Another emulsion useful as (A) of this invention is described in U.S. Pat. No. 4,244,849 issued Jan. 13, 1981, to Saam, hereby incorporated by reference to disclose the emulsion and method of manufacture of such an emulsion. This emulsion comprises a continuous water phase and an anionically stabilized dispersed silicone phase which is a graft copolymer of a hydroxyl endblocked polydiorganosiloxane and an alkali metal silicate which is present in the continuous water phase. The emulsion has a pH within the range from 8.5 to 12 inclusive. The hydroxyl endblocked polydiorgano- siloxane useful in this embodiment is the same as that described above. The alkali metal silicates that are suitable are water soluble silicates, preferably employed as an aqueous solution. Preferred is sodium silicate in an amount of from 0.3 to 30 parts by weight for each 100 parts by weight of polydiorganosiloxane. During the preparation of the emulsion an organic tin salt is added to catalyze the reaction of the hydroxyl endblocked polydiorganosiloxane and the alkali metal silicate. A diorganotindicarboxylate is a preferred organic tin salt with from 0.1 to 2 parts by weight employed for each 100 parts by weight of polydiorganosiloxane. The preferred diorganotindicarboxylate is dioctyltindilaurate.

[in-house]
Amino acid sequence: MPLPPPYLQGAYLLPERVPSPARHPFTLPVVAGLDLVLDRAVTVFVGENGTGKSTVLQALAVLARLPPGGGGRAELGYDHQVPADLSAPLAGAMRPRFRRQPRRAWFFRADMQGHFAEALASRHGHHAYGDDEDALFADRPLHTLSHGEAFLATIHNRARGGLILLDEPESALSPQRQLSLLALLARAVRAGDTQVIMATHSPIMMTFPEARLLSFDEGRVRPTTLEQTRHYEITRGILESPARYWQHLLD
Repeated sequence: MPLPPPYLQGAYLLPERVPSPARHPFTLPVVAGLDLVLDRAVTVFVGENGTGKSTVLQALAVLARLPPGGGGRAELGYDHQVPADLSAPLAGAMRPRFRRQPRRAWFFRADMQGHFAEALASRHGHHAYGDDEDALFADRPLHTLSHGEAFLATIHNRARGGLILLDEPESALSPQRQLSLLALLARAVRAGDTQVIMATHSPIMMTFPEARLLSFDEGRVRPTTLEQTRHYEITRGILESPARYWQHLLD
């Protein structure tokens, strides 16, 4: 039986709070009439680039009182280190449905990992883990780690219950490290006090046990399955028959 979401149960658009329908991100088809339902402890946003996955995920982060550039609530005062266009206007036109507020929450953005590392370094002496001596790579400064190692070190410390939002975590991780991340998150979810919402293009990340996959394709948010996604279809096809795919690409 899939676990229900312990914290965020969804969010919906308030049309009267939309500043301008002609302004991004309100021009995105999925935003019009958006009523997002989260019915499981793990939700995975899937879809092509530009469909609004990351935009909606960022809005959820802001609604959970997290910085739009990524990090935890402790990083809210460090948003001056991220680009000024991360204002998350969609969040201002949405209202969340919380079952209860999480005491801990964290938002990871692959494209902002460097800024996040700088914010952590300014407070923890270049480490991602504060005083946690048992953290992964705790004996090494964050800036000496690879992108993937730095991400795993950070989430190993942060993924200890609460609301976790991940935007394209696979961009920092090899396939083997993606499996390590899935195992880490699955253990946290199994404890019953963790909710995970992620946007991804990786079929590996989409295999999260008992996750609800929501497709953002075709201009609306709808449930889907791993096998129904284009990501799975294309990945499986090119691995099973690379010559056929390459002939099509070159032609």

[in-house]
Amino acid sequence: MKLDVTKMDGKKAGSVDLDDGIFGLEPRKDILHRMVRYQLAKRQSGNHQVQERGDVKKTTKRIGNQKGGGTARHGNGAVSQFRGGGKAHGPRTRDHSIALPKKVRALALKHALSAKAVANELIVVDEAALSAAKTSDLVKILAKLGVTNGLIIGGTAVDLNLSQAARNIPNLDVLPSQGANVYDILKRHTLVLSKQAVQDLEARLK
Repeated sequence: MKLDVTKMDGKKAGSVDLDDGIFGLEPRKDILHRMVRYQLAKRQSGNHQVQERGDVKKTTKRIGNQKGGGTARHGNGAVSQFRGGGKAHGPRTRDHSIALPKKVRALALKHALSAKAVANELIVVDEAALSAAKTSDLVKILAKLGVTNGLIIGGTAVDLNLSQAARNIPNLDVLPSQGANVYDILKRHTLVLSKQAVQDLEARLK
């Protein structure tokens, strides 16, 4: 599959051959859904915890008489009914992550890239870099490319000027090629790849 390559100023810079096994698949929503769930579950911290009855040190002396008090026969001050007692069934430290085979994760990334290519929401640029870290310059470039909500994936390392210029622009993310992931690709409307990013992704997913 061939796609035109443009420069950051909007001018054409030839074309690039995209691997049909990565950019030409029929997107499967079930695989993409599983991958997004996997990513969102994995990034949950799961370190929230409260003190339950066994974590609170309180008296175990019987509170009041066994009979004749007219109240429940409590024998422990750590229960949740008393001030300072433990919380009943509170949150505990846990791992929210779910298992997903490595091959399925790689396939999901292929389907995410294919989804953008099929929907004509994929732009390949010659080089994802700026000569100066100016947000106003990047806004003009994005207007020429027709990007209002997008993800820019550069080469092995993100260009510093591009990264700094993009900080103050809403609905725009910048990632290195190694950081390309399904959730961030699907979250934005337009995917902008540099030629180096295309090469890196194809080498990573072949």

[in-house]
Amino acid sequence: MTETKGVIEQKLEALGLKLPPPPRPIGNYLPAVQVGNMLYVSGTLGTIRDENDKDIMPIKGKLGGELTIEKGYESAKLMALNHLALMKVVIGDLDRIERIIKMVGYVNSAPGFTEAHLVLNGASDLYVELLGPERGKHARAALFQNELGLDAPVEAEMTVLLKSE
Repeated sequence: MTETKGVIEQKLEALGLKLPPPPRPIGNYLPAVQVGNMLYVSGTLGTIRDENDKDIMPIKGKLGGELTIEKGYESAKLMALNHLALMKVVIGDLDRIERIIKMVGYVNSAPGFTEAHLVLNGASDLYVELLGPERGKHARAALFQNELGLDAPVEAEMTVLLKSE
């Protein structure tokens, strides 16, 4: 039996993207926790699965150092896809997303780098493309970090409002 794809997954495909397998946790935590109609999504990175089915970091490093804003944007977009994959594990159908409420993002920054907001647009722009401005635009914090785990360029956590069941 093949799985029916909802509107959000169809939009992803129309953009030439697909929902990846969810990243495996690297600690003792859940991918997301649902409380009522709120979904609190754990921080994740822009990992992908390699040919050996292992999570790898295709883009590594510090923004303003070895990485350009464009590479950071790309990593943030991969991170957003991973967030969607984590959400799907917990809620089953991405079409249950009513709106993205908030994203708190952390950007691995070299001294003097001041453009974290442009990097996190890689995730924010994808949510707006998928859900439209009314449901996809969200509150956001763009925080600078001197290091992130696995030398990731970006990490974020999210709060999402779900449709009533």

These emulsions are preferably prepared by mixing together an anionically stabilized aqueous emulsion of hydroxyl endblocked polydiorganosiloxane, aqueous solution of alkali metal silicate, and organic tin salt in an emulsion so that all the ingredients are initially present as dispersed particles in water. The pH of the emulsion is adjusted to a range of from 8.5 to 12 inclusive if necessary. Upon aging, the silicate and polydiorganosiloxane form a graft copolymer of dispersed particles in which the polydiorganosiloxane becomes crosslinked. If the emulsion is dried, an elastomer is formed.
Another emulsion useful as (A) of this invention is described in U.S. Pat. No. 4,248,751 issued Feb. 3, 1981 to Willing, hereby incorporated by reference to disclose the emulsion and its method of manufacture. For use in this invention, the emulsion includes the addition of colloidal silica. This emulsion is the emulsion produced by a process comprising emulsifying (C) a vinyl endblocked polydiorganosiloxane and (D) an organosilicon compound having silicon-bonded hydrogen atoms using water and surfactant to form an emulsion, adding a platinum catalyst and heating the emulsion to form a dispersed phase of crosslinked silicone elastomer, then adding colloidal silica. The vinyl endblocked polydiorganosiloxane (C) preferably is a polydiorganosiloxane terminated by triorganosiloxy groups and having two vinyl radicals per molecule, no silicon atom having more than one vinyl radical bonded thereto. The remaining organic radicals are preferably those with six carbon atoms or less with the preferred organic radicals being selected from the group consisting of methyl, ethyl, phenyl, and 3,3,3-trifluoropropyl radicals, at least 50 percent of the radicals being methyl radicals. The polydiorganosiloxane should have a viscosity of from 0.1 to 100 Pa's at 25° C.